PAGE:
Joshua trees, parks fall victim to shutdown
In most depictions, Joshua trees tower above the earth. Feathery-looking limbs topped with spiky green leaves twist skyward, completing the gangly succulent’s striking appearance.
But now, viral photos of these protected trees show a vastly different scene unfolding at Joshua Tree National Park, about 130 miles east of Los Angeles.
The trees in the photos have been felled and are lying on the dusty ground — and Park Service officials say people are to blame.
Shared widely on social media, the photos have sparked outrage over the plight of national parks that remain open amid a partial government shutdown, leaving them understaffed and vulnerable to the antics of unruly visitors.
In the course of the shutdown, conditions at Joshua Tree National Park have worsened, prompting Park Service officials to schedule a temporary closure to “allow park staff to address sanitation, safety, and resource protection issues in the park that have arisen during the lapse in appropriations.”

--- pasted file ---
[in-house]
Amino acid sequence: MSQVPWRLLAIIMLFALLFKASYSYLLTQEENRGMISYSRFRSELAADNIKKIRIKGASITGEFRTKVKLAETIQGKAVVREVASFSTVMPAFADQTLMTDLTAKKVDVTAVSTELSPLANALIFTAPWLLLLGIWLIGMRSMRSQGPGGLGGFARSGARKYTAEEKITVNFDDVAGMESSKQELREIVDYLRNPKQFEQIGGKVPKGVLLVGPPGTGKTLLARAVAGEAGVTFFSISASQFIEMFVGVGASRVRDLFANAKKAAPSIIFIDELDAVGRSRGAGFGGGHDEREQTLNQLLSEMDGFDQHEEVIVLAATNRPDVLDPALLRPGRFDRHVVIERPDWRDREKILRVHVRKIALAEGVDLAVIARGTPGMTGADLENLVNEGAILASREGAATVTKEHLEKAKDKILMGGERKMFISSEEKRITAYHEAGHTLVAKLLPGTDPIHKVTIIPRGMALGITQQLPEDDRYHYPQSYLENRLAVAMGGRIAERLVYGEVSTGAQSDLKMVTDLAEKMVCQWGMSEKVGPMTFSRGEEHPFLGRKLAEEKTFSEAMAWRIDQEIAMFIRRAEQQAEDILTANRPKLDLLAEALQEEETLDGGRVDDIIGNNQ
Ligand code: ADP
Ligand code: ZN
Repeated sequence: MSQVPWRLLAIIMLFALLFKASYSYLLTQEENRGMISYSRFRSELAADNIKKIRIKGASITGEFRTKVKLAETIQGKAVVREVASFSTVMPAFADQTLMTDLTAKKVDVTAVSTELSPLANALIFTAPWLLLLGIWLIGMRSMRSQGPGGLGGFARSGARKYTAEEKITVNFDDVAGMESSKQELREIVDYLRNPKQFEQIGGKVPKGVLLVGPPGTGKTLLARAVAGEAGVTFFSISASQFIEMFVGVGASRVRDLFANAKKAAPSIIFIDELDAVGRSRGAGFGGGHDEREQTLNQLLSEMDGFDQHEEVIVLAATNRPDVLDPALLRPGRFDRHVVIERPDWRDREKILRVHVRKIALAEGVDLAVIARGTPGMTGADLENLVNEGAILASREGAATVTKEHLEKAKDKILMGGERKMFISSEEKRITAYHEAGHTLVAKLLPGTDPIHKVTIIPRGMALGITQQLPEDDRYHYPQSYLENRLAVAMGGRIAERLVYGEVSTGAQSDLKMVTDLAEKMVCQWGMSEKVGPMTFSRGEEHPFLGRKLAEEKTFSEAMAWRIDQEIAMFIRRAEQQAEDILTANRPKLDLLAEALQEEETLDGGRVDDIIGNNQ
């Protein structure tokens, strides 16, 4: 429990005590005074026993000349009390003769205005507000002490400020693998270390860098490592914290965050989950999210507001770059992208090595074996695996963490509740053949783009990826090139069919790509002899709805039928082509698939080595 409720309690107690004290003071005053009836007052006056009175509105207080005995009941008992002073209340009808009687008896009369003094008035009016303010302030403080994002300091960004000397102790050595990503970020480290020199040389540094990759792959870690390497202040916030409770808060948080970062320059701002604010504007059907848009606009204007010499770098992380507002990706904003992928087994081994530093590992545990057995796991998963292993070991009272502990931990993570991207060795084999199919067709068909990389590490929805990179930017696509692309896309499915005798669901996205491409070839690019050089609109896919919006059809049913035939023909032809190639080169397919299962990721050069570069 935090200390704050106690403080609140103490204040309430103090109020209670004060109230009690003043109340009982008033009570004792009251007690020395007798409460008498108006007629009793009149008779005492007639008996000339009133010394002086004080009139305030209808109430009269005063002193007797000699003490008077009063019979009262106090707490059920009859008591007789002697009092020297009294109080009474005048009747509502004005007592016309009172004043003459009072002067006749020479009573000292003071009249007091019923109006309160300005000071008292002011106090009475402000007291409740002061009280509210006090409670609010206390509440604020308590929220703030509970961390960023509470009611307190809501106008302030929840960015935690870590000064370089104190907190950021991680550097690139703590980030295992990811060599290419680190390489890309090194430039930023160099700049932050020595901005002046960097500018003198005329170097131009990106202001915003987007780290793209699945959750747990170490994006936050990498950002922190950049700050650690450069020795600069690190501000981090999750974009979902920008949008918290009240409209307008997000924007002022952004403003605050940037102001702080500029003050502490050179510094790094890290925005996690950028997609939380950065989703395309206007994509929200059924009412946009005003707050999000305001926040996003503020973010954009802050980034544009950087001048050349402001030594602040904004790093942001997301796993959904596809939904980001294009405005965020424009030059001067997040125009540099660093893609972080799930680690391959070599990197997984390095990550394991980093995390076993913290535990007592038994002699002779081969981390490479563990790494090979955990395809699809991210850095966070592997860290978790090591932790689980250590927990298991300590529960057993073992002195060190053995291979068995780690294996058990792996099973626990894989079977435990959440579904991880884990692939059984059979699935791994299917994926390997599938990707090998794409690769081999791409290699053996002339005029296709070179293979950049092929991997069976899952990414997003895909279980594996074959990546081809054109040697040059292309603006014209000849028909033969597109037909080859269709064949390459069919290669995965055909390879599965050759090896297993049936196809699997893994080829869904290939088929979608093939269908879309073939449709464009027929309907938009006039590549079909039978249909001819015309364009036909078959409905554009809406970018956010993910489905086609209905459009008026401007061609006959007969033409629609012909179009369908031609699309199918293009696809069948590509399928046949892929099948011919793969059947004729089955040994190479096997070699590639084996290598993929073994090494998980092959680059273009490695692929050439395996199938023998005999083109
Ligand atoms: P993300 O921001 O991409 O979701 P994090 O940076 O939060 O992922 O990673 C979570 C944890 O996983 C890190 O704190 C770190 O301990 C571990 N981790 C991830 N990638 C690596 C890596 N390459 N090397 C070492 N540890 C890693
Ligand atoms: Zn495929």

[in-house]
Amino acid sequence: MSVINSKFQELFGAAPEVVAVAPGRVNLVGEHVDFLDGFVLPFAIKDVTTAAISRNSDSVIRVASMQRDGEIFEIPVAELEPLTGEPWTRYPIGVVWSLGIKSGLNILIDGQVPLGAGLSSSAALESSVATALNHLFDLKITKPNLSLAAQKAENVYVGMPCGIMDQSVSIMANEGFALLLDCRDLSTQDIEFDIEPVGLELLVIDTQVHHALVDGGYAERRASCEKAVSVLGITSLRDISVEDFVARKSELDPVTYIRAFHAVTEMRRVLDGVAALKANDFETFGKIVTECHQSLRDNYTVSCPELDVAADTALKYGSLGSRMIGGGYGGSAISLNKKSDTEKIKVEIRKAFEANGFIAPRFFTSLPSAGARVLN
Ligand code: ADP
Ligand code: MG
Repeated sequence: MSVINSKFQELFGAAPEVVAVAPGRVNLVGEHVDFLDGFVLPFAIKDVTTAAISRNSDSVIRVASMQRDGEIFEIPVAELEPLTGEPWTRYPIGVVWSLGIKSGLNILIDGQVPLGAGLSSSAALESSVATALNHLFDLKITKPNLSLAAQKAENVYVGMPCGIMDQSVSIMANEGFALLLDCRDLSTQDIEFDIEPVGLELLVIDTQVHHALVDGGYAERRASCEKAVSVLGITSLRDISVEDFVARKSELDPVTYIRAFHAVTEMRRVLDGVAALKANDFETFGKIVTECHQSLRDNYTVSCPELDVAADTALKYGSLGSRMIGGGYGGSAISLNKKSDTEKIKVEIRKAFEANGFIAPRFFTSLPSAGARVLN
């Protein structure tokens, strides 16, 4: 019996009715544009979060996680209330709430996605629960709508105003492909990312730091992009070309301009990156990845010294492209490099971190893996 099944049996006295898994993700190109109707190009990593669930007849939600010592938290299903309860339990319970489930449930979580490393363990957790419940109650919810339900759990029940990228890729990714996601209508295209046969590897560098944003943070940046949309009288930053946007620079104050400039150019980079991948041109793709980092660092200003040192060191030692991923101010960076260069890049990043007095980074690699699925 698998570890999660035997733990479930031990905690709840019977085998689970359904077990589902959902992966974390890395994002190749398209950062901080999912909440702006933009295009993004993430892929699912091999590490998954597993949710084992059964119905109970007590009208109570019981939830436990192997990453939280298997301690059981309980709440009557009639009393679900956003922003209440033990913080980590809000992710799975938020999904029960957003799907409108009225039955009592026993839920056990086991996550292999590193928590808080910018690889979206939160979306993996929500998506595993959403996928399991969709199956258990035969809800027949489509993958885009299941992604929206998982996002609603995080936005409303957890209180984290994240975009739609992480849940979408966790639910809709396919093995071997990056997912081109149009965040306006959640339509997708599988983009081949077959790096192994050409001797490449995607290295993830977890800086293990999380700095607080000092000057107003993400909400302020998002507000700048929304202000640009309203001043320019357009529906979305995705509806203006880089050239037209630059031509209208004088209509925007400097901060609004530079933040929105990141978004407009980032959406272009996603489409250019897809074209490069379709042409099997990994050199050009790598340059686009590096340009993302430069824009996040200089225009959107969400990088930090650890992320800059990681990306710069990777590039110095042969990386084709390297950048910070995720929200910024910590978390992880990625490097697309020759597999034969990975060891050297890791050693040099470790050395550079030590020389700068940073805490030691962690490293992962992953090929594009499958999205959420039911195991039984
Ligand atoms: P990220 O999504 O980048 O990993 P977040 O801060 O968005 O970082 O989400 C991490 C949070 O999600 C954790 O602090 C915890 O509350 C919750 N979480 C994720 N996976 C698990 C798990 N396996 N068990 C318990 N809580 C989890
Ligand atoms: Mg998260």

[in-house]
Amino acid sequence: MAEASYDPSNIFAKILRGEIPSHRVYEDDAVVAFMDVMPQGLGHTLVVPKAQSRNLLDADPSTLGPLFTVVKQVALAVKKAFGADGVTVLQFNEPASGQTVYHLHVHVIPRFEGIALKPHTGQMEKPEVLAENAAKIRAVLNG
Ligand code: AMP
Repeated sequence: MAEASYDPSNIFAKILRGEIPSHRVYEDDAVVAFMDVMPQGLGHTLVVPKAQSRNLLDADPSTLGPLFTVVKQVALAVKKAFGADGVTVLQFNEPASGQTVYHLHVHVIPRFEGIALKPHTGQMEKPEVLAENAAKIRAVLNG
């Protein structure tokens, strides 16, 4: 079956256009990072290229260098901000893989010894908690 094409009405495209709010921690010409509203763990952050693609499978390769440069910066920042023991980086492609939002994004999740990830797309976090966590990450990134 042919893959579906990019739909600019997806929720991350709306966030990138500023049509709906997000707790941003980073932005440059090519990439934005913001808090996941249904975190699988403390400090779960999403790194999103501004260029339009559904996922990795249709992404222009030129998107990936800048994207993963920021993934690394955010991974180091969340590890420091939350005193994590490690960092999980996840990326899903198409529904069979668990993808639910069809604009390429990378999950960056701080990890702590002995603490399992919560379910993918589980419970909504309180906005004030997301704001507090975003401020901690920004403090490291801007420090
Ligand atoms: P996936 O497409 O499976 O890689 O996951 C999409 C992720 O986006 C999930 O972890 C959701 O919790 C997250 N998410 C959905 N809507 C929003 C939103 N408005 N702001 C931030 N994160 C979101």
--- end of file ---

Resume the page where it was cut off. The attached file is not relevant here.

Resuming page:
The park spans more than 1,200 square miles, straddling the Mojave Desert and Colorado Desert, but only eight law-enforcement rangers are patrolling the landscape in the shutdown, National Parks Traveler, a nonprofit dedicated to news about national parks, reported.
Joshua Tree Superintendent David Smith told the nonprofit that visitors have been illegally off-roading, cutting down trees and spray-painting rocks, among other infractions.
Rand Abbott, a resident of the town of Joshua Tree, has frequented the park since the 1980s, and said seeing the damaged trees was “devastating.”
“The true issue is that people ... think that they own the park,” the 55-year-old said. “They don’t own it. They’re guests in the park.”
A Joshua tree is silhouetted at the California park where some of the protected tree have been felled or damaged.